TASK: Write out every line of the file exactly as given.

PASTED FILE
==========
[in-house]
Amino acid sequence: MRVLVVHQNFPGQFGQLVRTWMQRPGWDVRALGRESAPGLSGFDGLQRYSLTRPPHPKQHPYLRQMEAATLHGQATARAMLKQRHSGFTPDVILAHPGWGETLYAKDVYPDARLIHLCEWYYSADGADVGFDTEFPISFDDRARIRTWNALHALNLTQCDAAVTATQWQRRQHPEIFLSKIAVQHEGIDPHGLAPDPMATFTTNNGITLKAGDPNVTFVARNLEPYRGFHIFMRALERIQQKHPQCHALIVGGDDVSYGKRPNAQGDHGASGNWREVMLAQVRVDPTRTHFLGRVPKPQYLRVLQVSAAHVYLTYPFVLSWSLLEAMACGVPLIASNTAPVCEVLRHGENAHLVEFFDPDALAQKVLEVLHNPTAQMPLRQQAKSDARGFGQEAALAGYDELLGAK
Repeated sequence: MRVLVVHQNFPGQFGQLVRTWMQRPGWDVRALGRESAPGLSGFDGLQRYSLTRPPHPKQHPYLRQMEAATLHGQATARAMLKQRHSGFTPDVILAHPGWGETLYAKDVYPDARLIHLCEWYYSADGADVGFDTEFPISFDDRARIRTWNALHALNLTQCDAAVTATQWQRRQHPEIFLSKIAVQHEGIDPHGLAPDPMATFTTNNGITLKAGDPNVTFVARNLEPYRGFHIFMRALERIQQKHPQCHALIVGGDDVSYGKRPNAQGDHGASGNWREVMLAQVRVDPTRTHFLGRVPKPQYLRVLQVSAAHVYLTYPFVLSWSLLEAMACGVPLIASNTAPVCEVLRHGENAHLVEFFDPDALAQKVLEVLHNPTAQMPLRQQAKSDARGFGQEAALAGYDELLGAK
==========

[in-house]
Amino acid sequence: MRVLVVHQNFPGQFGQLVRTWMQRPGWDVRALGRESAPGLSGFDGLQRYSLTRPPHPKQHPYLRQMEAATLHGQATARAMLKQRHSGFTPDVILAHPGWGETLYAKDVYPDARLIHLCEWYYSADGADVGFDTEFPISFDDRARIRTWNALHALNLTQCDAAVTATQWQRRQHPEIFLSKIAVQHEGIDPHGLAPDPMATFTTNNGITLKAGDPNVTFVARNLEPYRGFHIFMRALERIQQKHPQCHALIVGGDDVSYGKRPNAQGDHGASGNWREVMLAQVRVDPTRTHFLGRVPKPQYLRVLQVSAAHVYLTYPFVLSWSLLEAMACGVPLIASNTAPVCEVLRHGENAHLVEFFDPDALAQKVLEVLHNPTAQMPLRQQAKSDARGFGQEAALAGYDELLGAK
Repeated sequence: MRVLVVHQNFPGQFGQLVRTWMQRPGWDVRALGRESAPGLSGFDGLQRYSLTRPPHPKQHPYLRQMEAATLHGQATARAMLKQRHSGFTPDVILAHPGWGETLYAKDVYPDARLIHLCEWYYSADGADVGFDTEFPISFDDRARIRTWNALHALNLTQCDAAVTATQWQRRQHPEIFLSKIAVQHEGIDPHGLAPDPMATFTTNNGITLKAGDPNVTFVARNLEPYRGFHIFMRALERIQQKHPQCHALIVGGDDVSYGKRPNAQGDHGASGNWREVMLAQVRVDPTRTHFLGRVPKPQYLRVLQVSAAHVYLTYPFVLSWSLLEAMACGVPLIASNTAPVCEVLRHGENAHLVEFFDPDALAQKVLEVLHNPTAQMPLRQQAKSDARGFGQEAALAGYDELLGAK